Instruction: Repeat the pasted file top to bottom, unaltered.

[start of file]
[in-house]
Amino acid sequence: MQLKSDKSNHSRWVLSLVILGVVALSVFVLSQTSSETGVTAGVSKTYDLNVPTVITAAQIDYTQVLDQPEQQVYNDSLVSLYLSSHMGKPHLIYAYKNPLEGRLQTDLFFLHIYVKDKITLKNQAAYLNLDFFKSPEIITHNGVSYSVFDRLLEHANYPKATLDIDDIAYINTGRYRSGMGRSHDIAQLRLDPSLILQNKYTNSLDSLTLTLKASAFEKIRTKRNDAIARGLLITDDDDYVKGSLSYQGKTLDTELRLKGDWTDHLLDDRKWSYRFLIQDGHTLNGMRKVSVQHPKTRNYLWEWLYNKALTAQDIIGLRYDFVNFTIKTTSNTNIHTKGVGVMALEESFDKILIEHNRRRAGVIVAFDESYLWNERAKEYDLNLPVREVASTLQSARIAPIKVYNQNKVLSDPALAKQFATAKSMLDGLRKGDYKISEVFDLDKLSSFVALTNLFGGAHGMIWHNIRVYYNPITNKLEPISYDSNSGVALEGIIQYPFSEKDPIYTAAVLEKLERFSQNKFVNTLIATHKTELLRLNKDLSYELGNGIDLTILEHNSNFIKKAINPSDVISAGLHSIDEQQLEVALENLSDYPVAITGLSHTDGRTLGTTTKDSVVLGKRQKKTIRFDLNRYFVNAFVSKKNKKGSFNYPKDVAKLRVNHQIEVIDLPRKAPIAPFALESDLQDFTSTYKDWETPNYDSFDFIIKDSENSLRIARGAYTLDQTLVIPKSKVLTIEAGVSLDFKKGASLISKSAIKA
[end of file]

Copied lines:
[in-house]
Amino acid sequence: MQLKSDKSNHSRWVLSLVILGVVALSVFVLSQTSSETGVTAGVSKTYDLNVPTVITAAQIDYTQVLDQPEQQVYNDSLVSLYLSSHMGKPHLIYAYKNPLEGRLQTDLFFLHIYVKDKITLKNQAAYLNLDFFKSPEIITHNGVSYSVFDRLLEHANYPKATLDIDDIAYINTGRYRSGMGRSHDIAQLRLDPSLILQNKYTNSLDSLTLTLKASAFEKIRTKRNDAIARGLLITDDDDYVKGSLSYQGKTLDTELRLKGDWTDHLLDDRKWSYRFLIQDGHTLNGMRKVSVQHPKTRNYLWEWLYNKALTAQDIIGLRYDFVNFTIKTTSNTNIHTKGVGVMALEESFDKILIEHNRRRAGVIVAFDESYLWNERAKEYDLNLPVREVASTLQSARIAPIKVYNQNKVLSDPALAKQFATAKSMLDGLRKGDYKISEVFDLDKLSSFVALTNLFGGAHGMIWHNIRVYYNPITNKLEPISYDSNSGVALEGIIQYPFSEKDPIYTAAVLEKLERFSQNKFVNTLIATHKTELLRLNKDLSYELGNGIDLTILEHNSNFIKKAINPSDVISAGLHSIDEQQLEVALENLSDYPVAITGLSHTDGRTLGTTTKDSVVLGKRQKKTIRFDLNRYFVNAFVSKKNKKGSFNYPKDVAKLRVNHQIEVIDLPRKAPIAPFALESDLQDFTSTYKDWETPNYDSFDFIIKDSENSLRIARGAYTLDQTLVIPKSKVLTIEAGVSLDFKKGASLISKSAIKA